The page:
By Krista Hughes
WASHINGTON (Reuters) - The top U.S. trade official urged Congress to back the administration's trade agenda on Tuesday and said an ambitious Pacific trade pact is nearing completion.
In testimony to a key congressional committee, U.S. Trade Representative Michael Froman said the administration looked to lawmakers to pass bipartisan legislation allowing a streamlined approval process for trade deals, such as the 12-nation Trans-Pacific Partnership.
"Our trade agenda is committed to supporting more good jobs, promoting growth, and strengthening America’s middle class," he told the Senate Committee on Finance.
TPP chief negotiators are meeting in New York this week and some hope the pact can be wrapped up by mid-March.
Froman said the aim was to conclude the TPP in 2015, along with a global pact on information technology products, and "the contours of a final (TPP) agreement are coming into focus."
"We are not done yet but I feel confident that we are making good progress and we can close out a positive package soon," he said.
But the White House's plans to seal a trade agreement covering 40 percent of the world economy and fast-track legislation in 2015 face opposition from some Democrats worried about the impact on jobs and some conservative Republicans opposed to giving President Barack Obama more power.
Trade promotion authority allows the White House to submit trade deals to Congress for a yes-or-no vote, without amendments, in exchange for setting negotiating goals.
Senate committee chairman Orrin Hatch said TPA would ensure a high-standard TPP and it would be a "grave mistake" to close the deal before the bill passed.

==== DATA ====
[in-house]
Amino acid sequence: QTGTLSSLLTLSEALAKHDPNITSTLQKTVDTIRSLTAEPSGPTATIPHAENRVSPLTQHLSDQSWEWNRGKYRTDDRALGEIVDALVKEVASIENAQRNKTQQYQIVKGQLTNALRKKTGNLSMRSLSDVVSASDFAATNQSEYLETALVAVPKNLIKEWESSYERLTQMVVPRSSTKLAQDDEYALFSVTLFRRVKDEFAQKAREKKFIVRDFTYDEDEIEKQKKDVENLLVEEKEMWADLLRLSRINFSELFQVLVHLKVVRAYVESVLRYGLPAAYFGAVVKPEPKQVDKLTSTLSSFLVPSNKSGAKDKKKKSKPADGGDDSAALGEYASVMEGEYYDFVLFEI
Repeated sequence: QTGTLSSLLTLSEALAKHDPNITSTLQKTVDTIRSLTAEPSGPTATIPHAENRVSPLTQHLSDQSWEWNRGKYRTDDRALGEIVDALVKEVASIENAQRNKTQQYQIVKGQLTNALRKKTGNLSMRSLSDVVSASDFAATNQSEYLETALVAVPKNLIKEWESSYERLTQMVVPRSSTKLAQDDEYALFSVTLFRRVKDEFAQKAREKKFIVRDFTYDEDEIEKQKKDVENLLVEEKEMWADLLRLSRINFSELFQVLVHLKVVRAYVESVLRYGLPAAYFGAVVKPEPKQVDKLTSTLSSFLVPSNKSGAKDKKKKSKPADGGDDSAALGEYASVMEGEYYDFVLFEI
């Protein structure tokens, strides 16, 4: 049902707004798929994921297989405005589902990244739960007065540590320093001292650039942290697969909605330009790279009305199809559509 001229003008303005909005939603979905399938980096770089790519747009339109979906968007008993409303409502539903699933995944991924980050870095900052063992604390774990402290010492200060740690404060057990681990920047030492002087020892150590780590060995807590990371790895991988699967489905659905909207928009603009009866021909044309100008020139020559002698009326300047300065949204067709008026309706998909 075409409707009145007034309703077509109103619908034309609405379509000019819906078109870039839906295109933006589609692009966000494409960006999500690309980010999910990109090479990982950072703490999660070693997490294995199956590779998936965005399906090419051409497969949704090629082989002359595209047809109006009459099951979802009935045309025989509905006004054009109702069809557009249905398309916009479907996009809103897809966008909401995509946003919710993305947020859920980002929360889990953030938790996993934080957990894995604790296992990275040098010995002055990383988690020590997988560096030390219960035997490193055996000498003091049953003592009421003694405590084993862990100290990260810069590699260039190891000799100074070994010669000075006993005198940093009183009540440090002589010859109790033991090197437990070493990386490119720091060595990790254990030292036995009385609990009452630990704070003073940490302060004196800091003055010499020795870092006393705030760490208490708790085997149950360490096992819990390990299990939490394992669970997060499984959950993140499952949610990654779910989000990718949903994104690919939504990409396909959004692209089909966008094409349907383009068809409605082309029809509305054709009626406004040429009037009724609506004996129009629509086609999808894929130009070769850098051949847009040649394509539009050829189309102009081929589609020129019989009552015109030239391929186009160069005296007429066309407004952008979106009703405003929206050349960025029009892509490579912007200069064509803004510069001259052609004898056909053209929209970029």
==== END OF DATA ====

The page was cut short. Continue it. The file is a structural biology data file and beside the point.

"Doing so may lead to doubt as to whether the U.S. could have gotten a better agreement, ultimately eroding support for TPP and jeopardizing its prospects for passage."
Lobbying is intense on both sides of the trade argument. Business groups and unions are bringing business owners to Capitol Hill to brief lawmakers about their experience with trade and urging letter-writing campaigns. Senior administration officials are calling lawmakers, aiming to reach out to about 80 Democratic House members.
In a bid to address concerns about jobs, Froman told the hearing - which was briefly interrupted by anti-trade protesters - U.S. exports support a record 11.3 million jobs and export-related jobs pay up to 18 percent more.
As part of the public relations blitz, USTR unveiled a website on Tuesday that seeks to show how Americans will benefit from the TPP. ((https://ustr.gov/))
(Editing by Chizu Nomiyama and Matthew Lewis)